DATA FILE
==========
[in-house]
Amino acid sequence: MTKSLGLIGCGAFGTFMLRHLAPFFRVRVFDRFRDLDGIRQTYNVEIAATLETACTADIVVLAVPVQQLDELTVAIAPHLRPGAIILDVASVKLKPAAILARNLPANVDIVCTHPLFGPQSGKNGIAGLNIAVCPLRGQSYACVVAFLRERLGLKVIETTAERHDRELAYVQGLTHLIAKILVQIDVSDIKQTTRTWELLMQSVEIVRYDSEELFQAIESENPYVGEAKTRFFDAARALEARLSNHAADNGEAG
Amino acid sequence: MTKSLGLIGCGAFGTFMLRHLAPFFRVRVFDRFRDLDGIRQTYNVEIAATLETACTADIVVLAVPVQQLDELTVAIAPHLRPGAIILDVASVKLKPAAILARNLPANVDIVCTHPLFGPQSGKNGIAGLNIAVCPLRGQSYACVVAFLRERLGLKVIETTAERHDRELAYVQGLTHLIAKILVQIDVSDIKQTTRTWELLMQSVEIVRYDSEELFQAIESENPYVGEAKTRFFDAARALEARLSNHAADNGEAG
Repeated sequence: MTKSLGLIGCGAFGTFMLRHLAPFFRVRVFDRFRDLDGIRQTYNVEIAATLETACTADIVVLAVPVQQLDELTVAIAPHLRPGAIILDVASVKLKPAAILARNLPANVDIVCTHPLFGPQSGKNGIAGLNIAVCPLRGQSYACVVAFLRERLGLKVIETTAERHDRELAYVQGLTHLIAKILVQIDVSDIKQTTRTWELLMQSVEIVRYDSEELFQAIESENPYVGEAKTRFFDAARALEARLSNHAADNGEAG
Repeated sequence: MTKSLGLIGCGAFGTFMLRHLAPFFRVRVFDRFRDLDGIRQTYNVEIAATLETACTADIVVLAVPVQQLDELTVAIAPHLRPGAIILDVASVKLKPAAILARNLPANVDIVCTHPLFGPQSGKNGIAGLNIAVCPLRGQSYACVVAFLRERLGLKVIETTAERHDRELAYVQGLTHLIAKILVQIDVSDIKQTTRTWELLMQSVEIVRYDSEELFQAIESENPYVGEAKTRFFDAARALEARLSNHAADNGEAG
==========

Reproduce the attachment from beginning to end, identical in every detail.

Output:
[in-house]
Amino acid sequence: MTKSLGLIGCGAFGTFMLRHLAPFFRVRVFDRFRDLDGIRQTYNVEIAATLETACTADIVVLAVPVQQLDELTVAIAPHLRPGAIILDVASVKLKPAAILARNLPANVDIVCTHPLFGPQSGKNGIAGLNIAVCPLRGQSYACVVAFLRERLGLKVIETTAERHDRELAYVQGLTHLIAKILVQIDVSDIKQTTRTWELLMQSVEIVRYDSEELFQAIESENPYVGEAKTRFFDAARALEARLSNHAADNGEAG
Amino acid sequence: MTKSLGLIGCGAFGTFMLRHLAPFFRVRVFDRFRDLDGIRQTYNVEIAATLETACTADIVVLAVPVQQLDELTVAIAPHLRPGAIILDVASVKLKPAAILARNLPANVDIVCTHPLFGPQSGKNGIAGLNIAVCPLRGQSYACVVAFLRERLGLKVIETTAERHDRELAYVQGLTHLIAKILVQIDVSDIKQTTRTWELLMQSVEIVRYDSEELFQAIESENPYVGEAKTRFFDAARALEARLSNHAADNGEAG
Repeated sequence: MTKSLGLIGCGAFGTFMLRHLAPFFRVRVFDRFRDLDGIRQTYNVEIAATLETACTADIVVLAVPVQQLDELTVAIAPHLRPGAIILDVASVKLKPAAILARNLPANVDIVCTHPLFGPQSGKNGIAGLNIAVCPLRGQSYACVVAFLRERLGLKVIETTAERHDRELAYVQGLTHLIAKILVQIDVSDIKQTTRTWELLMQSVEIVRYDSEELFQAIESENPYVGEAKTRFFDAARALEARLSNHAADNGEAG
Repeated sequence: MTKSLGLIGCGAFGTFMLRHLAPFFRVRVFDRFRDLDGIRQTYNVEIAATLETACTADIVVLAVPVQQLDELTVAIAPHLRPGAIILDVASVKLKPAAILARNLPANVDIVCTHPLFGPQSGKNGIAGLNIAVCPLRGQSYACVVAFLRERLGLKVIETTAERHDRELAYVQGLTHLIAKILVQIDVSDIKQTTRTWELLMQSVEIVRYDSEELFQAIESENPYVGEAKTRFFDAARALEARLSNHAADNGEAG